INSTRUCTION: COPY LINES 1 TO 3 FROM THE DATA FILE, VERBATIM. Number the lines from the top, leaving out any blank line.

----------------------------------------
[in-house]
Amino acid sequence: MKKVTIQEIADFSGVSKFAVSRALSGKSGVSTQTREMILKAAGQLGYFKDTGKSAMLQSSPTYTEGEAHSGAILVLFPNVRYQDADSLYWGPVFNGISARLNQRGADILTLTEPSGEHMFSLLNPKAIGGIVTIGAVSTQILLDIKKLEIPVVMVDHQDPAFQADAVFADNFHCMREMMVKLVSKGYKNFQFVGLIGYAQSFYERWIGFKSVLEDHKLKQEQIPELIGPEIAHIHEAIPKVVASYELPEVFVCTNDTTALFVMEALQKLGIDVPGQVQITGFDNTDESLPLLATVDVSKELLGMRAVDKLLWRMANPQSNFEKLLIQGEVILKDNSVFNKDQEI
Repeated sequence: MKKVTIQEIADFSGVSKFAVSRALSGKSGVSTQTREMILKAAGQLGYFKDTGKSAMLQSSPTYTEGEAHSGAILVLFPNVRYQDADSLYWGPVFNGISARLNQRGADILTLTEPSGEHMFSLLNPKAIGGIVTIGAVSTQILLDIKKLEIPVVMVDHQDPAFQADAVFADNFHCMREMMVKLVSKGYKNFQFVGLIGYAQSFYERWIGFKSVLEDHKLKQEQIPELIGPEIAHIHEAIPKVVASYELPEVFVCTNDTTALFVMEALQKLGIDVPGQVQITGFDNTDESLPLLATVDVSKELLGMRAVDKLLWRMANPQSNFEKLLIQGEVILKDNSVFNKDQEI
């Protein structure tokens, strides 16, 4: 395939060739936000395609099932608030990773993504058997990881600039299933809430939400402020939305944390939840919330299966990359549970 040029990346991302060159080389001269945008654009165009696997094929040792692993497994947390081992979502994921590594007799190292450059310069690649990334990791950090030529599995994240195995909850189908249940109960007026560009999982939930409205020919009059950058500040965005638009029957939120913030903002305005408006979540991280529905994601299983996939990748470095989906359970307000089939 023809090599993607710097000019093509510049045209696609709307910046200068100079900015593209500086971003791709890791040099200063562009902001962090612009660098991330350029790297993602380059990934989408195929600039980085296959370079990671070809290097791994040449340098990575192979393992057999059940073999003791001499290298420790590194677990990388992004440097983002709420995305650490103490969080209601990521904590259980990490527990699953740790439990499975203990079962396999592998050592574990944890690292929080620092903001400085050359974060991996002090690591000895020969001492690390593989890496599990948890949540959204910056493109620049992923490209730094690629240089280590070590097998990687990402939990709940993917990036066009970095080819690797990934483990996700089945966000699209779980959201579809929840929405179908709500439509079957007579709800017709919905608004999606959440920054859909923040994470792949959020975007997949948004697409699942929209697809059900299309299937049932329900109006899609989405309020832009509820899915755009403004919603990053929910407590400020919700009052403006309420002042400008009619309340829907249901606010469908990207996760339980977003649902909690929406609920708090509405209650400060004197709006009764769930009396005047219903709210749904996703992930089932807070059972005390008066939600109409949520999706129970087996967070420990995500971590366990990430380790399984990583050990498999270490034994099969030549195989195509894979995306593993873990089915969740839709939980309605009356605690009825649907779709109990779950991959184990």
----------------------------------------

[in-house]
Amino acid sequence: MKKVTIQEIADFSGVSKFAVSRALSGKSGVSTQTREMILKAAGQLGYFKDTGKSAMLQSSPTYTEGEAHSGAILVLFPNVRYQDADSLYWGPVFNGISARLNQRGADILTLTEPSGEHMFSLLNPKAIGGIVTIGAVSTQILLDIKKLEIPVVMVDHQDPAFQADAVFADNFHCMREMMVKLVSKGYKNFQFVGLIGYAQSFYERWIGFKSVLEDHKLKQEQIPELIGPEIAHIHEAIPKVVASYELPEVFVCTNDTTALFVMEALQKLGIDVPGQVQITGFDNTDESLPLLATVDVSKELLGMRAVDKLLWRMANPQSNFEKLLIQGEVILKDNSVFNKDQEI
Repeated sequence: MKKVTIQEIADFSGVSKFAVSRALSGKSGVSTQTREMILKAAGQLGYFKDTGKSAMLQSSPTYTEGEAHSGAILVLFPNVRYQDADSLYWGPVFNGISARLNQRGADILTLTEPSGEHMFSLLNPKAIGGIVTIGAVSTQILLDIKKLEIPVVMVDHQDPAFQADAVFADNFHCMREMMVKLVSKGYKNFQFVGLIGYAQSFYERWIGFKSVLEDHKLKQEQIPELIGPEIAHIHEAIPKVVASYELPEVFVCTNDTTALFVMEALQKLGIDVPGQVQITGFDNTDESLPLLATVDVSKELLGMRAVDKLLWRMANPQSNFEKLLIQGEVILKDNSVFNKDQEI